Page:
Hobey Baker but Ryan Duncan of North Dakota won the award.
Ehn won 63 percent of his faceoffs, he is lethal on the power
play and he stays out of the penalty box.
Matt Lundin is no stranger to college hockey,
having started his career at the University of Maine. But
the Bears have had a tremendous run of solid goaltenders,
and Lundin returned to the USHL with the goal of catching
on elsewhere. Hello, Mercyhurst.
The Lakers were in serious need for goaltending,
and not only does Mercyhurst receive a top-flight replacement
but a goalie who didn’t sit idle last season. Lundin
posted a 2.55 goals-against average and was the USHL’s
playoff MVP. A step up in goaltending is exactly what Mercyhurst
needs to return to prominence.
Dale Reinhardt has been one of the league's
most consistent players since arriving on the Holy Cross campus
three years ago. The forward found his niche in a high-powered
Crusader offense – never the leading scorer but a person
who always finished in the top five or six. He produced 11
goals as a freshman and sophomore and barely missed the top
of the Crusader scoring list last season, when his 16 goals
were one shy of Tyler McGregor's total. Reinhardt heads into
his senior season eight points shy of 100, making him the
second-leading active scorer in Atlantic Hockey, and if he
can approach last season’s 34 points, he will make a
push to finish among the league’s top 10 scorers of
MARK IT DOWN
Five things you can take to the bank in Atlantic Hockey this
1. Ben Cottreau will set the all-time
scoring mark. The Mercyhurst senior has 120 career
points and needs just 39 to surpass Sacred Heart’s Pierre-Luc
O’Brien. Cottreau missed seven games last season and
still managed 35 points. He posted 51 points as a sophomore.
Cottreau needs 23 goals to surpass all-time goal scorer Tyler
McGregor of Holy Cross (70), but that may be asking too much.
2. Signing a deal with the B2 Networks
will have long-term benefits. Atlantic Hockey has
been begging for exposure, and there’s no better way
than providing a video service for fans and recruits. In the
movie Rink of Dreams who can forget the mystical
voice: "Televise it, and they will come." (Okay,
I made that up but if Hollywood wants a script, just drop
me a line).
3. We'll see no first-round playoff
upsets. The league has finally adopted a best-of-three
format for the opening round, thus protecting the higher seeds.
4. Rochester won’t be as lame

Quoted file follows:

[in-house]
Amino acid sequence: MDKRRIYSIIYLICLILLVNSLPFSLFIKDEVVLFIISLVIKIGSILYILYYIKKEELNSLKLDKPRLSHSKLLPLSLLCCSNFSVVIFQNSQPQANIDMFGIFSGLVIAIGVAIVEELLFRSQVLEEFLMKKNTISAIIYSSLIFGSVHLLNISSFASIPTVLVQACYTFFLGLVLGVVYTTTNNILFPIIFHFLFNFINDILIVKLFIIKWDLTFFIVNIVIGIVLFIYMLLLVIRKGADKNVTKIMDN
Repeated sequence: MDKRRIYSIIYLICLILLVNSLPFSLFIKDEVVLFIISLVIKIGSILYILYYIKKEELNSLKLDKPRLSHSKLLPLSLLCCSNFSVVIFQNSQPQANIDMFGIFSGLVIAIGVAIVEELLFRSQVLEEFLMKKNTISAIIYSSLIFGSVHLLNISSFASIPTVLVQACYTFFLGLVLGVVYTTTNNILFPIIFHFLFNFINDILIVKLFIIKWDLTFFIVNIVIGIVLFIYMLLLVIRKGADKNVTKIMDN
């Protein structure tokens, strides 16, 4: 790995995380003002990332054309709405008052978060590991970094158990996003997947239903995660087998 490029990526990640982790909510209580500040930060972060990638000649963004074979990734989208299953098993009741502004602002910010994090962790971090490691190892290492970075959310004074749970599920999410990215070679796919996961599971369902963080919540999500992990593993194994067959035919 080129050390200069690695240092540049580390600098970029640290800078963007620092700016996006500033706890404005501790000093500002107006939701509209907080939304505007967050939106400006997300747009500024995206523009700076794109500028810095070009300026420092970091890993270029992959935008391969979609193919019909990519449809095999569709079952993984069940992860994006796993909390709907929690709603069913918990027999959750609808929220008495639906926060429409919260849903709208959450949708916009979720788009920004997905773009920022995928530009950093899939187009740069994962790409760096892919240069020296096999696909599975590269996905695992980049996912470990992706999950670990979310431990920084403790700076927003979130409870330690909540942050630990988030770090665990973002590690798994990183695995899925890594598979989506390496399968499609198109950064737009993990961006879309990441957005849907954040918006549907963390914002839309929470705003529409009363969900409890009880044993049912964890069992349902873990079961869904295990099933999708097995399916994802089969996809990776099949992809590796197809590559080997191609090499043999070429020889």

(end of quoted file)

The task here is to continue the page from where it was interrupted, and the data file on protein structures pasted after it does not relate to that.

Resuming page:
a host of the post-season tournament as last year. The
city had plenty of snow but the tourney had no enthusiasm,
no fanfare and no fans. Rochester officials admit they didn’t
promote the event nearly as much as the NCAA regional which
took place a week later. The league deserved better treatment.
5. Expansion is coming. Commissioner
Bob DiGregorio says the topic has been tabled for now, but
the apparent demise of College Hockey America is going to
require a lifeboat to rescue the four survivors. Atlantic
Hockey may be the only answer.
||The hometown Tigers have the firepower
to win the league once again, and fill up the seats at
Blue Cross Arena for the league tourney.
||Hobey Baker finalist Eric Ehn will
bring a lot of much-deserved attention to the Academy
and Atlantic Hockey as a whole.
||With Owen Meyer, Bryce Hollweg and
Luke Flicek up front and Josh Kassel in goal, the Black
Knights are out to prove last season was no fluke.
||Losing the league’s all-time
top scorer and a No. 1 netminder is tough, but the Pioneers
have the pieces to stay in contention.
||If Matt Lundin lives up to reputation,
the Lakers can reverse some closes losses and return to
the winning ledger.
||The Huskies hope to carry momentum
over but need to discover some new scorers.
||The Crusaders went from an NCAA team
to a struggling outfit. Once Holy Cross settles its novice
goaltending, the Crusaders should surge again.
||The Falcons lost just one senior and
remain the youngest outfit in the league. Maturity alone
should prevent a late seven-game swoon which felled the
Falcons last year.
||Coach Dave Smith heads into his third
season with a sophomore-heavy lineup that started to put
up some good numbers and a freshman class that boasts
four 20-goal scorers in junior hockey.
||The Yellow Jackets have some positives
to build off, returning seven of their top eight scorers
and two junior goalies from a team that posted a playoff